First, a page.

The next Brussels Briefing on the subject of “Emerging donors and rising powers in agriculture in ACP countries” will take place on Tuesday 27 October 2015 from 9:00h to 13:00h at the ACP Secretariat (451 Avenue Georges Henri, 1200 Brussels, Room C ). The will discuss the key challenges and new opportunities to enhance South-South and Triangular cooperation. The Briefing will: i) review successes and the lessons learned from research and practice; ii) promote the exchange of information on best practices and drivers of success; iii) feed into the debate various perspectives on policy options.
The Brussels Briefing on ‘Women entrepreneurs – key players in ACP agribusiness development’ took place on Thursday 17 September 2015 at the African, Caribbean and Pacific Group of States (ACP) Secretariat. Five women: three from sub-Saharan Africa, one from the Caribbean and one from the Pacific region, gave fascinating accounts of starting and managing agribusinesses. They talked about the factors that had driven their success and the challenges they face. Read the stories: Lovin Kobusingye, Kati Farms, Uganda; Simone Zoundi, Sodepal, Burkina Faso; Alberta Vitale, Women in Business Inc., Samoa;Rosemund Benn, Pomeroon Women’s Agro-Processor Association, Guyana; and Tepsy Ntseoane, Eve’s Eden, South Africa.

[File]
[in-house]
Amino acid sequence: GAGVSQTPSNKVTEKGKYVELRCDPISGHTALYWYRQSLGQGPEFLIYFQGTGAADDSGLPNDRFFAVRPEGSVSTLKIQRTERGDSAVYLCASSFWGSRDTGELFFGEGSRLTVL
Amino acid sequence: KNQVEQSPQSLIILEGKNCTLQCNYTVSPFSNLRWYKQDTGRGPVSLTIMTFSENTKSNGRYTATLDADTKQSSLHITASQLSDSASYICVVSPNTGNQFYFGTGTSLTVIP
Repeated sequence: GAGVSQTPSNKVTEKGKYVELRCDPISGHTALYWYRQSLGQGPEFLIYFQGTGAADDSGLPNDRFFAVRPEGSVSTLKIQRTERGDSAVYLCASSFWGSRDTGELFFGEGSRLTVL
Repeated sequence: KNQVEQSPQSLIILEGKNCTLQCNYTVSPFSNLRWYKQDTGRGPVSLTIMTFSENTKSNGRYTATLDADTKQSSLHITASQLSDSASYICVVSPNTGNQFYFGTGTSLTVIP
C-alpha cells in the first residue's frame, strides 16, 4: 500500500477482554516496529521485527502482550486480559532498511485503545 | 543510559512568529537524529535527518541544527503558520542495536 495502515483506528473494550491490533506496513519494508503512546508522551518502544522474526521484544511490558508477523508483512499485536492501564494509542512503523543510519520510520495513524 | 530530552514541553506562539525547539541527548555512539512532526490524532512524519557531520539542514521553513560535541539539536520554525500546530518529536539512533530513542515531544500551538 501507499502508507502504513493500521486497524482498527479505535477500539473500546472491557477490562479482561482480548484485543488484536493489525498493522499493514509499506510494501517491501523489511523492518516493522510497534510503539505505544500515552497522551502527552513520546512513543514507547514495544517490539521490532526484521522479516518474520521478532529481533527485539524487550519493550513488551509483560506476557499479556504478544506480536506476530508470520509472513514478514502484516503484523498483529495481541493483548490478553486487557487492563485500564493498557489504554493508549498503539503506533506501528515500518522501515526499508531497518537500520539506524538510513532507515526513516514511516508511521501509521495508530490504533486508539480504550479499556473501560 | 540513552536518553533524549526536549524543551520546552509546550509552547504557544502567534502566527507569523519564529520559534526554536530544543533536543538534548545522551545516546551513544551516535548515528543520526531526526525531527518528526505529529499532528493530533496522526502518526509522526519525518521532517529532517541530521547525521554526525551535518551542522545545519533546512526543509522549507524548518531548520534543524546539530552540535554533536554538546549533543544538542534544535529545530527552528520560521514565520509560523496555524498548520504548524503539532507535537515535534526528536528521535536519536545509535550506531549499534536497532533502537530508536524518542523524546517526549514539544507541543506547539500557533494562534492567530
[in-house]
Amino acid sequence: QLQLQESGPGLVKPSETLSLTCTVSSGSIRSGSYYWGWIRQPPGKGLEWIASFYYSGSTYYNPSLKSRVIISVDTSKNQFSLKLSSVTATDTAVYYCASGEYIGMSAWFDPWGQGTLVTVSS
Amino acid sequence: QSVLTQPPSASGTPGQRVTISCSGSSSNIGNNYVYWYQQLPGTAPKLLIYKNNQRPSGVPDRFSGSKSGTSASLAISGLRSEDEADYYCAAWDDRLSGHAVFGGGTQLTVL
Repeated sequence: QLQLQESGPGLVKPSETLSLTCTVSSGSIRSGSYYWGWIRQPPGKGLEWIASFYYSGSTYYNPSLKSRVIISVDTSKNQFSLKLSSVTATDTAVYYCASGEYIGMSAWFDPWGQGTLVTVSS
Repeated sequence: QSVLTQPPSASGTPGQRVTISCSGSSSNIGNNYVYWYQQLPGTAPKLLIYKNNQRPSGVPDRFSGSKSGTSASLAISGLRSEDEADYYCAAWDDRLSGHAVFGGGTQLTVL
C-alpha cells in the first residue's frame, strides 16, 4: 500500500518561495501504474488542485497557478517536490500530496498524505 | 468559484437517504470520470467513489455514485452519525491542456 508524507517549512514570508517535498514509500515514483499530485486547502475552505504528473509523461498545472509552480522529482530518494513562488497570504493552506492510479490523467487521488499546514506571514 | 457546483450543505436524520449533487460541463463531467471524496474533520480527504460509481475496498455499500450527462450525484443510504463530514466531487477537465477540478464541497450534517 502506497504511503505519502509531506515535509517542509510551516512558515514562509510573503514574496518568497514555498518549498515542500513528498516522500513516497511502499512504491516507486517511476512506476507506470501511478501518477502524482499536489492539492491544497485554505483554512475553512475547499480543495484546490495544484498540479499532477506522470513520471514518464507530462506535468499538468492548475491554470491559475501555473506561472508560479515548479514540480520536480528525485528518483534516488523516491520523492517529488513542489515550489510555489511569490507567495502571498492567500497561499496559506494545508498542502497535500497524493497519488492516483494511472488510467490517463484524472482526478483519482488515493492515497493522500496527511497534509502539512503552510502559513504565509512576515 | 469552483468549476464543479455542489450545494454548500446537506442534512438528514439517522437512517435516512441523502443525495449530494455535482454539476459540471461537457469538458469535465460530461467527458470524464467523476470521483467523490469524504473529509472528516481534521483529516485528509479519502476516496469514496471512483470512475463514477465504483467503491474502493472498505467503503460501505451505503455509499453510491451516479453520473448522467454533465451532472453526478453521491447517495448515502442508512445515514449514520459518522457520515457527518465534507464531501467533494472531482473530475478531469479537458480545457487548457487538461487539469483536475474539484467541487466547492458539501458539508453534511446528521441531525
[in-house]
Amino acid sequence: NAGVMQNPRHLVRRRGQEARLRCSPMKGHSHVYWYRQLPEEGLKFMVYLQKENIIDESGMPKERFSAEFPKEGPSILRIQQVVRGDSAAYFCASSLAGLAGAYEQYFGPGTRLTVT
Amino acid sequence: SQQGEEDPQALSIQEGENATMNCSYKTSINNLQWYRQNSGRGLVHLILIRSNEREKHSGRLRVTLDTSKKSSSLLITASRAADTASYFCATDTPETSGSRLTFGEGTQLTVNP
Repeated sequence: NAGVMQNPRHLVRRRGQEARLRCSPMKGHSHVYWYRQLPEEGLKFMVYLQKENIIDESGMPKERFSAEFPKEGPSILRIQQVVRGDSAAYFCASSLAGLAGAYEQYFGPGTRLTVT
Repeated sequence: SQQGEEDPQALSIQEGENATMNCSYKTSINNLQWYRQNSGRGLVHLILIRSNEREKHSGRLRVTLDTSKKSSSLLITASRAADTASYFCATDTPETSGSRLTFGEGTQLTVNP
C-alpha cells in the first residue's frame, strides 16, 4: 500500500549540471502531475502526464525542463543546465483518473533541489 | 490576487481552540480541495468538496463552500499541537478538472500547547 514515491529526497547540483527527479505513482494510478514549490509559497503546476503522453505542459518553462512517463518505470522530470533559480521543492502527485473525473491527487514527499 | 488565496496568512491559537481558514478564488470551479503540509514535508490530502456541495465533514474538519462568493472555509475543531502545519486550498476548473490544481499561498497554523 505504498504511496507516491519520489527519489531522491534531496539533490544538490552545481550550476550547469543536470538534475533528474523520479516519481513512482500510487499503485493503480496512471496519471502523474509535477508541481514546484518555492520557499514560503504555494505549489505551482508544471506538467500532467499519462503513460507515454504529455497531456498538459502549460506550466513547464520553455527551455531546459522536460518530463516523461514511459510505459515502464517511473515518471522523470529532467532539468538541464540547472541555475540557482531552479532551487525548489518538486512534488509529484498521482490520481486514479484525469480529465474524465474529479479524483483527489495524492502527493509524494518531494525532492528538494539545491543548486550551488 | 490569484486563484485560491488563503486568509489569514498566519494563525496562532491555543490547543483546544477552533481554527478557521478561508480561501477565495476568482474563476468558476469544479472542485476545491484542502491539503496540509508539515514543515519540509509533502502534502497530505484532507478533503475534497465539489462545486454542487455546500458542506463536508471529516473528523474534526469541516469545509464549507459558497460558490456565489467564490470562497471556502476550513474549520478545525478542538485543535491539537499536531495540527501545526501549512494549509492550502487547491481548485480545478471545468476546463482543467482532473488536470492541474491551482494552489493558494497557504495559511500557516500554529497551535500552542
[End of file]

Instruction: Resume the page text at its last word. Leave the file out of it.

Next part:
The historical ties between the EU and Africa have undergone significant change in the past decade. While development aid remains an instrument for engagement with the African countries, security concerns and economic relations have gained traction. While the EU, as a bloc, remains Africa’s largest trading partner, it is facing increasing competitive pressures from the United States and China. At this roundtable organized by the German Marshall Fund, Secretary General of the ACP explained the need to deconstruct the discourse and recognize that trade in commodities have not brought economic transformation in ACP countries.